Cycle stock is the amount of inventory that is planned to be used to meet current demand during a period until the next order can be placed. This time is often defined as periods between review (PBR). It’s either the time between orders (for raw materials) or the time between production cycles (for work in process and finished goods). The quantity of cycle stock inventory is equal to the total on-hand inventory minus the safety stock inventory.
Key drivers of cycle stock are demand forecast, replenishment frequency, and lot sizes. For example, cycle stock increases with PBR, as shown here:
Cycle stock inventory serves an important function in a company’s accounting. As a business sells its cycle stock inventory and replenishes it, its cash flow accounts for the income it receives and the payments it makes. Cycle stock inventory is also part of a company’s total assets on its balance sheet. To determine the cost of cycle stock inventory, a business can use the last-in, first-out method or the first-in, first-out method, which base the price of items in the cycle stock on the most recent or oldest prices paid, respectively.
Pipeline stock is in-transit stock that is planned to be used to meet future demand. For example, pipeline stock consists of items that are in the transit pipeline between locations, such as those en route from the warehouse to the retail outlet.
While the items are in transit, they are still considered to be part of the shipper’s inventory if the recipient has yet to pay for them. When the recipient pays for the items, even if that recipient has not taken physical custody of the items, that pipeline inventory goes on the recipient’s inventory list.
Key drivers of pipeline stock are demand forecast and production or transportation lead time. Pipeline stock should cover the total planned receipts of all periods during the lead time. Therefore, pipeline stock increases with lead time as shown below.
Safety stock is the buffer used to hedge against risk and uncertainty, such as loss of production due to plant shutdown, late deliveries, or unexpectedly high demand. Learn more about safety stock in SAP here.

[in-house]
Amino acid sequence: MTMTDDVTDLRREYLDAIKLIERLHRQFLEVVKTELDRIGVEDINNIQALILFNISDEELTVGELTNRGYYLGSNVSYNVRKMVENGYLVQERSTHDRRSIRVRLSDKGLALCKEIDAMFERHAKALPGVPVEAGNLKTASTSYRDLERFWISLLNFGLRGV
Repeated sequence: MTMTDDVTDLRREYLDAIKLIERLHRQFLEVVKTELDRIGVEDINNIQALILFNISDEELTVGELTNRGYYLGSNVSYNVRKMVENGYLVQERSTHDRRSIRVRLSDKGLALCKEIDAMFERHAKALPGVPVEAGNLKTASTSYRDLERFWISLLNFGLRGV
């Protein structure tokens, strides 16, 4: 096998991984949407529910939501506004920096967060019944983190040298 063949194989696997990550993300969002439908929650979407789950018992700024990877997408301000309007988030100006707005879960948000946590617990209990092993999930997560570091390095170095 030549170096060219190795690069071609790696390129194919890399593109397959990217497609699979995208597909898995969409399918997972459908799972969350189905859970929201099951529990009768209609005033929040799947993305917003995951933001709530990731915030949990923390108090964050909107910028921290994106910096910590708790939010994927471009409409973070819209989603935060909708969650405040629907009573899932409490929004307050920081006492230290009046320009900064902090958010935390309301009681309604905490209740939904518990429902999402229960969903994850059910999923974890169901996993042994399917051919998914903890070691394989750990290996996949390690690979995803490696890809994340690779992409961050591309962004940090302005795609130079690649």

Merchandizing refers to the variety of products available for sale and displaying those products in such a way as to stimulate interest and entice customers to make a purchase. In SAP IBP for inventory, merchandizing stock is calculated as the difference between the minimum stock requirement and safety stock in each period.
Therefore the merchandizing stock reflects additional display stock needed on-hand in that period. The table below illustrates how merchandising stock is calculated given safety stock and minimum stock requirements.
Prebuild stock is the amount of inventory built due to capacity constraints in anticipation of future demand. Prebuild stock is needed when a demand for a given period exceeds capacity. If this occasion arises, additional inventory in the previous period(s) must be produced or stored in anticipation of the period with a demand higher than maximum capacity.
In the following example, let’s assume the maximum production capacity of a product is 100 units per week. The demand for this product as per each week in January is given in the next table.
Simply producing as per the demand in each week would result in a demand of 150 units being unfulfilled in Week 4. However, by prebuilding some units in the previous weeks, all the demand can be satisfied.
Thus, prebuilding 100 units in week 2 and 50 units in week 3 allows fulfillment of the full 250 unit demand in week 4, even though production was limited to 100 units in week 4.
Anyone running logistics processes with SAP will need to understand the different types of inventory SAP allows for. This blog post introduced you to the five key inventory types you will utilize in SAP IBP. From cycle stock to prebuild stock, you now have a better understanding of the options available to you.
Editor’s note: This post has been adapted from a section of the book Inventory Planning and Optimization with SAP IBP by Lei Wang, Sanchit Chandna, Jeroen Kusters, and Atul Bhandari.